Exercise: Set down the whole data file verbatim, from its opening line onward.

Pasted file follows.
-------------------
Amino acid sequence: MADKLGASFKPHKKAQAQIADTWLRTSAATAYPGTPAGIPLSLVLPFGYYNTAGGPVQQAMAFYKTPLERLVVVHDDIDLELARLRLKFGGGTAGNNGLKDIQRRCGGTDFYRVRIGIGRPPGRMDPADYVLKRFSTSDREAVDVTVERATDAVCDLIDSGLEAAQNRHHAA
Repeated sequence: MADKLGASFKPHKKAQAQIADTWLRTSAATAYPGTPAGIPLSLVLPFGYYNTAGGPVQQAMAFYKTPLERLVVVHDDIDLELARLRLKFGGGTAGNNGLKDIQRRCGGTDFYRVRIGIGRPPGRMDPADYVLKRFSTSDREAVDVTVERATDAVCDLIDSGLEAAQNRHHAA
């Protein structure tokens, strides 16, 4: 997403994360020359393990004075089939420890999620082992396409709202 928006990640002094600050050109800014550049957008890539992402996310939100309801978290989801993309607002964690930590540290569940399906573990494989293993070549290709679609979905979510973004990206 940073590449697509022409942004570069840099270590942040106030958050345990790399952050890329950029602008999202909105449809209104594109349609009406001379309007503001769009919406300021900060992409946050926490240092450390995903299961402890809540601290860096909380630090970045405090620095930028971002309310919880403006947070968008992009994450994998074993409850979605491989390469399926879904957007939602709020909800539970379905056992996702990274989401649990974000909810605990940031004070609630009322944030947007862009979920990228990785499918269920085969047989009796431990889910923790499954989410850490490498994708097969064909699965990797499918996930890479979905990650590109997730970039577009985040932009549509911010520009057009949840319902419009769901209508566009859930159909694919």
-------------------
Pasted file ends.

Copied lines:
Amino acid sequence: MADKLGASFKPHKKAQAQIADTWLRTSAATAYPGTPAGIPLSLVLPFGYYNTAGGPVQQAMAFYKTPLERLVVVHDDIDLELARLRLKFGGGTAGNNGLKDIQRRCGGTDFYRVRIGIGRPPGRMDPADYVLKRFSTSDREAVDVTVERATDAVCDLIDSGLEAAQNRHHAA
Repeated sequence: MADKLGASFKPHKKAQAQIADTWLRTSAATAYPGTPAGIPLSLVLPFGYYNTAGGPVQQAMAFYKTPLERLVVVHDDIDLELARLRLKFGGGTAGNNGLKDIQRRCGGTDFYRVRIGIGRPPGRMDPADYVLKRFSTSDREAVDVTVERATDAVCDLIDSGLEAAQNRHHAA
């Protein structure tokens, strides 16, 4: 997403994360020359393990004075089939420890999620082992396409709202 928006990640002094600050050109800014550049957008890539992402996310939100309801978290989801993309607002964690930590540290569940399906573990494989293993070549290709679609979905979510973004990206 940073590449697509022409942004570069840099270590942040106030958050345990790399952050890329950029602008999202909105449809209104594109349609009406001379309007503001769009919406300021900060992409946050926490240092450390995903299961402890809540601290860096909380630090970045405090620095930028971002309310919880403006947070968008992009994450994998074993409850979605491989390469399926879904957007939602709020909800539970379905056992996702990274989401649990974000909810605990940031004070609630009322944030947007862009979920990228990785499918269920085969047989009796431990889910923790499954989410850490490498994708097969064909699965990797499918996930890479979905990650590109997730970039577009985040932009549509911010520009057009949840319902419009769901209508566009859930159909694919």